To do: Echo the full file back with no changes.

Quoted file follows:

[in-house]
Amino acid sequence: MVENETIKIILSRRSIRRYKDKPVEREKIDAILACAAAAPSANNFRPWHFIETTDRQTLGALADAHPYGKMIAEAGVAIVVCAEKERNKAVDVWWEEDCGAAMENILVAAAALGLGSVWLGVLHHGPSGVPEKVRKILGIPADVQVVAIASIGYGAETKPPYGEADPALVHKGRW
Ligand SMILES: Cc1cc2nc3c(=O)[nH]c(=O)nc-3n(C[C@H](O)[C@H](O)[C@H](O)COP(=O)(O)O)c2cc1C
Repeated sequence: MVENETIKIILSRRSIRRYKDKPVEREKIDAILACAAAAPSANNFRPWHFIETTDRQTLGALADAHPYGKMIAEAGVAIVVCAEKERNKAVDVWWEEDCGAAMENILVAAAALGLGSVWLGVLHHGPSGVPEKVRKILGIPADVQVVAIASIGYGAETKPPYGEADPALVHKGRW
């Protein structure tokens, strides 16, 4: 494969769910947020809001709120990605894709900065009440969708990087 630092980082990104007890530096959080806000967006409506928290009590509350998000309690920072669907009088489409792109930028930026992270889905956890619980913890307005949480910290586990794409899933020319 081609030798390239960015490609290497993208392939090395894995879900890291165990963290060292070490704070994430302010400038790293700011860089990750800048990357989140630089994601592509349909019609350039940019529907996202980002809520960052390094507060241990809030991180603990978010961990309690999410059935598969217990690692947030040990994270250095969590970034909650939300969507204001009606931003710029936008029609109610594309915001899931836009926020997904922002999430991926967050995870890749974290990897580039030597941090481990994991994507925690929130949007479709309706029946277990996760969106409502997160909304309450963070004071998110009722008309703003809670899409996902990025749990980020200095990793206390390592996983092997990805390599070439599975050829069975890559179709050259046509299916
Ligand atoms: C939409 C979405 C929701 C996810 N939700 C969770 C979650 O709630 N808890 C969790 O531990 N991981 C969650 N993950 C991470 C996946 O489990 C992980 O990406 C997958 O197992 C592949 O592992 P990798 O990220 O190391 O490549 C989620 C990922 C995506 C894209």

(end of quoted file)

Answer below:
[in-house]
Amino acid sequence: MVENETIKIILSRRSIRRYKDKPVEREKIDAILACAAAAPSANNFRPWHFIETTDRQTLGALADAHPYGKMIAEAGVAIVVCAEKERNKAVDVWWEEDCGAAMENILVAAAALGLGSVWLGVLHHGPSGVPEKVRKILGIPADVQVVAIASIGYGAETKPPYGEADPALVHKGRW
Ligand SMILES: Cc1cc2nc3c(=O)[nH]c(=O)nc-3n(C[C@H](O)[C@H](O)[C@H](O)COP(=O)(O)O)c2cc1C
Repeated sequence: MVENETIKIILSRRSIRRYKDKPVEREKIDAILACAAAAPSANNFRPWHFIETTDRQTLGALADAHPYGKMIAEAGVAIVVCAEKERNKAVDVWWEEDCGAAMENILVAAAALGLGSVWLGVLHHGPSGVPEKVRKILGIPADVQVVAIASIGYGAETKPPYGEADPALVHKGRW
């Protein structure tokens, strides 16, 4: 494969769910947020809001709120990605894709900065009440969708990087 630092980082990104007890530096959080806000967006409506928290009590509350998000309690920072669907009088489409792109930028930026992270889905956890619980913890307005949480910290586990794409899933020319 081609030798390239960015490609290497993208392939090395894995879900890291165990963290060292070490704070994430302010400038790293700011860089990750800048990357989140630089994601592509349909019609350039940019529907996202980002809520960052390094507060241990809030991180603990978010961990309690999410059935598969217990690692947030040990994270250095969590970034909650939300969507204001009606931003710029936008029609109610594309915001899931836009926020997904922002999430991926967050995870890749974290990897580039030597941090481990994991994507925690929130949007479709309706029946277990996760969106409502997160909304309450963070004071998110009722008309703003809670899409996902990025749990980020200095990793206390390592996983092997990805390599070439599975050829069975890559179709050259046509299916
Ligand atoms: C939409 C979405 C929701 C996810 N939700 C969770 C979650 O709630 N808890 C969790 O531990 N991981 C969650 N993950 C991470 C996946 O489990 C992980 O990406 C997958 O197992 C592949 O592992 P990798 O990220 O190391 O490549 C989620 C990922 C995506 C894209």